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Sleep and Sleep Disorders in Children (cont.)

Normal Sleep Requirements for Children by Age

Although there is significant individual variation, there are well established recommendations addressing the total needed hours of sleep for children of different ages. These totals include both contiguous sleep and naps.

  • Newborns (<1 month) typically sleep 15-18 hours, though as most parents realize never contiguously. Some infants will manage to sleep 5 hours without interruption during the evening, but most only sleep a couple of hours before waking and feeding.
  • Infants (1 month-12 months) sleep 14-15 hours and most develop an appropriate "day-night" cycle by 2 months. And they begin to sleep for longer periods as they develop further.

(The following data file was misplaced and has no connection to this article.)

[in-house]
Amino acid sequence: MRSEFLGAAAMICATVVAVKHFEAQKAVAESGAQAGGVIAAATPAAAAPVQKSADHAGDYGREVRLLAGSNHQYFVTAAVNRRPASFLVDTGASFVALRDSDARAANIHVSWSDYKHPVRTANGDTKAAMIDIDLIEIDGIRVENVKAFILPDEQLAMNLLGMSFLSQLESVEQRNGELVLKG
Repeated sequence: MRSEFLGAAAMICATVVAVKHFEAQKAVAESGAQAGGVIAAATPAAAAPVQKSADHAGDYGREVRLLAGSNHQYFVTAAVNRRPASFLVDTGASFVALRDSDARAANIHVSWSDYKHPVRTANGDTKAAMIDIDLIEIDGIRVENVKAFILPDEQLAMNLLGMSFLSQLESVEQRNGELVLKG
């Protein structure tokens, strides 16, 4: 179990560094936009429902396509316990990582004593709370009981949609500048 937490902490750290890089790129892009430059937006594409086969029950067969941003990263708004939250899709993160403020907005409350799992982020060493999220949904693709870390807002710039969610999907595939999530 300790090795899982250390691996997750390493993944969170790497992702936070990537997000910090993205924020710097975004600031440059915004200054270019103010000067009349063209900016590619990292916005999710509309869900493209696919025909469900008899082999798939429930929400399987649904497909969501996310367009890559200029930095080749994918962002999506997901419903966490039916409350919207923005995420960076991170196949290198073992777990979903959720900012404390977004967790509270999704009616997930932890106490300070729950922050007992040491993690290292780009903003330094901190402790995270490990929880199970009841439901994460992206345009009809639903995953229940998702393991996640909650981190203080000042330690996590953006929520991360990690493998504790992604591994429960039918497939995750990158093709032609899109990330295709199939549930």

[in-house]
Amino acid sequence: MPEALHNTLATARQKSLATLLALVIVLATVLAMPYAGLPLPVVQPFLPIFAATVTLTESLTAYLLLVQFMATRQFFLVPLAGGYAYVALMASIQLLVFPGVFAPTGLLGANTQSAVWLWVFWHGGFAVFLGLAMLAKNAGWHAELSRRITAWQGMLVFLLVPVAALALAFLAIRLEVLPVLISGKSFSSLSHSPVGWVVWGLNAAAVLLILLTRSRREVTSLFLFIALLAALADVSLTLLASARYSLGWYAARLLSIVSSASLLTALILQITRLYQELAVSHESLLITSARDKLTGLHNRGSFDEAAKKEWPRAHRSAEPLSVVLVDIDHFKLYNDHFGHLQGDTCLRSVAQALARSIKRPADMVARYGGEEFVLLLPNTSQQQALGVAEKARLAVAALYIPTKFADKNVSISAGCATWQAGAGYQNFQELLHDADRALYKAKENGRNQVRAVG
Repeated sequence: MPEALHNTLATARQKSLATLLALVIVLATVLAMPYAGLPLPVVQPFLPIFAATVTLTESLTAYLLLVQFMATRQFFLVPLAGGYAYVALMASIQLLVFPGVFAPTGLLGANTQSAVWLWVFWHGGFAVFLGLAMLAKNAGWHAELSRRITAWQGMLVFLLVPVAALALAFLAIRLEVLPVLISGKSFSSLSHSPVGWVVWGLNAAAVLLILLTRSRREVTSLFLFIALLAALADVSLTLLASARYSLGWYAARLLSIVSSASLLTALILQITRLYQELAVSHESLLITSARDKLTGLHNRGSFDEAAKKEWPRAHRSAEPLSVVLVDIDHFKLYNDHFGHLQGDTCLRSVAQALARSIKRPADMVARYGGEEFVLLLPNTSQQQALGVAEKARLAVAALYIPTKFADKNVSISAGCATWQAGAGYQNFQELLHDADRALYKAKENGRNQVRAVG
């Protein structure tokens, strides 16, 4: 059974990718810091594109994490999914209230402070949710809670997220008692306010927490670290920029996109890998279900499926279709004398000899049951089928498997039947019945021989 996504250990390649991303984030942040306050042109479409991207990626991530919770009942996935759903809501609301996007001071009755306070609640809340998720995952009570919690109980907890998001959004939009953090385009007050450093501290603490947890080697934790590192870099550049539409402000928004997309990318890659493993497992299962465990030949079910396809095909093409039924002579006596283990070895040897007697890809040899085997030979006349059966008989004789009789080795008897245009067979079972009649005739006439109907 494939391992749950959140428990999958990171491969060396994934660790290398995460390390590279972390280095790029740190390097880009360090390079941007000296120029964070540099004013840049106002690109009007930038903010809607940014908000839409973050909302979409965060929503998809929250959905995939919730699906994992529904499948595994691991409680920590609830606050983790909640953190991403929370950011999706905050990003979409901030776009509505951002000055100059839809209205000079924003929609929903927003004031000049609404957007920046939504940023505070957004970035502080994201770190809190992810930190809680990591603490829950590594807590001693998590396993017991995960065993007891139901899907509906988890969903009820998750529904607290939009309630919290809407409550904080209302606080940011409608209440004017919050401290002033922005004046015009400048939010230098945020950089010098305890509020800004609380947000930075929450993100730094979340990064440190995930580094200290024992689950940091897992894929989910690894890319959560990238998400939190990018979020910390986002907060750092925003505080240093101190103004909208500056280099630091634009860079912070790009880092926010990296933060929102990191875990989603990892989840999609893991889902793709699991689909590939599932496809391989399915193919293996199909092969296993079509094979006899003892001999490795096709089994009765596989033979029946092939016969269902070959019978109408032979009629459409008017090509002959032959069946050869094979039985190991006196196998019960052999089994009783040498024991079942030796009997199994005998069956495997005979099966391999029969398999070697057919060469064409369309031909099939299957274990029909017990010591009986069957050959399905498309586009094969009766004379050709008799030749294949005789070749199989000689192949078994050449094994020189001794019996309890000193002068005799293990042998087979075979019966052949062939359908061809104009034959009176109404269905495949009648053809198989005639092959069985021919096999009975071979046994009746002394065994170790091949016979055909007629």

• Toddlers (1–3 years) require 12–14 hours, and although they continue to benefit from daytime naps as they age, they require fewer and shorter sleeping periods during the day.
  • Preschoolers (3–5 years) sleep 11–12 hours, and the younger in the age range still benefit from a daytime nap.
  • School-aged children (6–12 years) require 10–11 hours of sleep, though often preteens will sleep fewer hours.
  • Adolescents (12-18 years) require 8-9 hours of sleep, though given their school and extracurricular demands, in addition to social demands, they often get only 6-8 hours.
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